Keep your head down, keep running, never stop. The mantra of Locke and the theme of the film; a concise example of the tradition of hero mythology as expressed by author Joseph Campell in ‘Hero With a Thousand Faces’. Locke is an everyday hero facing what seems like insurmountable problems.
The narrative is kept linear and simple. I found myself investing in the future of Locke’s building project, as well as engaging with concrete on an emotional level. We are introduced to several characters who are filtered in and out through a car-phone. Olivia Colman as Bethan is typically excellent.
Thomas Hardy does a superb job of carrying the film on his shoulders. Which even though consists mainly of telephone conversations inside a car, was never boring because these dynamically switch between his personal and work life. There was also a third aspect of his life that drove its collapse, and added further intrigue. I wasn’t sure about the need for the frequent monologue conversations with his dead father, which I guess were supposed to give us an insight into Locke’s character, but for me somewhat removed the reality. However, I found the conversations with Locke’s sons to be a real emotional necessity in order to invest in his fate. I was particularly moved by one of these conversations at the end with the use of football as an analogy.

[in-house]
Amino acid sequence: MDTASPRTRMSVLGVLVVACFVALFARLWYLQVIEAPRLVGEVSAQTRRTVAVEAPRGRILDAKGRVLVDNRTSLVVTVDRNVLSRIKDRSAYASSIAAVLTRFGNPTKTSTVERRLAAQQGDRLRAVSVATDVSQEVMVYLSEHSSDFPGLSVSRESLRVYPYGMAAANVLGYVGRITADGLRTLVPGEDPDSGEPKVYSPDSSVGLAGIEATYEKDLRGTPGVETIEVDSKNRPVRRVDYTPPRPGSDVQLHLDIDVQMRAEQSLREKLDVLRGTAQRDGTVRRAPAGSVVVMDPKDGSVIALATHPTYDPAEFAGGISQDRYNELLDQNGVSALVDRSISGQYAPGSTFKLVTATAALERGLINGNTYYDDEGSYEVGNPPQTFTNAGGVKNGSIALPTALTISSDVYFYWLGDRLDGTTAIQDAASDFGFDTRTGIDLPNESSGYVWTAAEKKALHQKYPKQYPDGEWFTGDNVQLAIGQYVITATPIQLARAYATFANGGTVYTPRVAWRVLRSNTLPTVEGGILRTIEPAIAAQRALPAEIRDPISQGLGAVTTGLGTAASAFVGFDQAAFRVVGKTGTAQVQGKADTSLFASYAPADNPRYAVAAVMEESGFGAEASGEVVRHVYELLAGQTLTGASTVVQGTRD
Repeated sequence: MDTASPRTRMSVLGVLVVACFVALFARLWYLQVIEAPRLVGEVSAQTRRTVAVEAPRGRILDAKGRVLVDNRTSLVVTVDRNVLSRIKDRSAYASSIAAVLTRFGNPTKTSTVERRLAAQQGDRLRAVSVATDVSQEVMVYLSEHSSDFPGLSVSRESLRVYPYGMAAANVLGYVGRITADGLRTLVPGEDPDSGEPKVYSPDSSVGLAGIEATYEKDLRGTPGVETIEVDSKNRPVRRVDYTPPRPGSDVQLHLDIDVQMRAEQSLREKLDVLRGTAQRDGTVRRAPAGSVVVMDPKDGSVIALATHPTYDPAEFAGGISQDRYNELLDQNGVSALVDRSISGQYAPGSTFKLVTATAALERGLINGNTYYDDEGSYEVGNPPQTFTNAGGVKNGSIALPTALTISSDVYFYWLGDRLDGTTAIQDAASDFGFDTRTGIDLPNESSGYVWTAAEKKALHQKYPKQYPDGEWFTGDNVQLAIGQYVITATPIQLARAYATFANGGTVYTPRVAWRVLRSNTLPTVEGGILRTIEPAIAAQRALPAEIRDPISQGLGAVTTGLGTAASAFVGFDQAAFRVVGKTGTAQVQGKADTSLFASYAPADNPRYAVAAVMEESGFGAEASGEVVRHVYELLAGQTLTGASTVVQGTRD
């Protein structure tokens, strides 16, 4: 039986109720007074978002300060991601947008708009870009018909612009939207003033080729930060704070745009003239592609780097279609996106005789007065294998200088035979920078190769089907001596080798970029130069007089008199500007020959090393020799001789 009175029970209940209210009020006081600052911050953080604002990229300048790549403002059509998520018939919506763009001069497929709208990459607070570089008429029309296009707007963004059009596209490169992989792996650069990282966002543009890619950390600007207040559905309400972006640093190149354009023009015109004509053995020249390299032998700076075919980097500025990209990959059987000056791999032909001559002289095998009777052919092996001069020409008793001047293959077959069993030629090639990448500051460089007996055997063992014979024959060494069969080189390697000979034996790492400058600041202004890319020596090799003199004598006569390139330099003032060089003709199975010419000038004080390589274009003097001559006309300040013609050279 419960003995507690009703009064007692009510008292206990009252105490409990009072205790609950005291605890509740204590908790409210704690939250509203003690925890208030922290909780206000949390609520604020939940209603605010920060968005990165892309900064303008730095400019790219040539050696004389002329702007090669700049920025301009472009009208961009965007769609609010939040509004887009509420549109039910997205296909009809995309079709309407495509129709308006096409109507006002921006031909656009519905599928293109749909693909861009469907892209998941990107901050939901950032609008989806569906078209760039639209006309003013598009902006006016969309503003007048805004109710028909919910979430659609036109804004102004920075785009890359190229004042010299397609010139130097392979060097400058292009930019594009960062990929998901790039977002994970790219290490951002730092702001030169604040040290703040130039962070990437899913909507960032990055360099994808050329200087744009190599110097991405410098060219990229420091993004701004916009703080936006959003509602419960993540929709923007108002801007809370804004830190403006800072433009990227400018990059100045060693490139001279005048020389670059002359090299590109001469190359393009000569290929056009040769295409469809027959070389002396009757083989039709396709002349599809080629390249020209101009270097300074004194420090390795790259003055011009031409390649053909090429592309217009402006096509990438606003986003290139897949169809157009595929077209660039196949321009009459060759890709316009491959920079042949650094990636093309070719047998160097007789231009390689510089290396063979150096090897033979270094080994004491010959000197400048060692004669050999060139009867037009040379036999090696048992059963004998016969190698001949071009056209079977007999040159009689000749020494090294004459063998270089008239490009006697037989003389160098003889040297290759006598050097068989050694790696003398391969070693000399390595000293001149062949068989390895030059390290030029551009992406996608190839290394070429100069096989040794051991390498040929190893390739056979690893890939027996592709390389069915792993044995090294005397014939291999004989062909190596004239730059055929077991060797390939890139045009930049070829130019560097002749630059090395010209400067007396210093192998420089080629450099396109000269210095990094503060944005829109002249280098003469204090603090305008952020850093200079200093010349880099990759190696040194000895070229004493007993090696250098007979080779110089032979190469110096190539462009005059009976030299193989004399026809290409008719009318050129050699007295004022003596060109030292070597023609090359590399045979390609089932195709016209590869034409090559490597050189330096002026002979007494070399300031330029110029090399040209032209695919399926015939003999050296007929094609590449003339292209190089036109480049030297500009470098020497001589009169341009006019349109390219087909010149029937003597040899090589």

Distributor Lionsgate should be happy with the opening weekend box office result of £251,000 and a decent screen average of £2,128 from 118 cinemas. I’m not surprised it has done OK. Go see it if you want to support competitive British films. Small budget – big idea.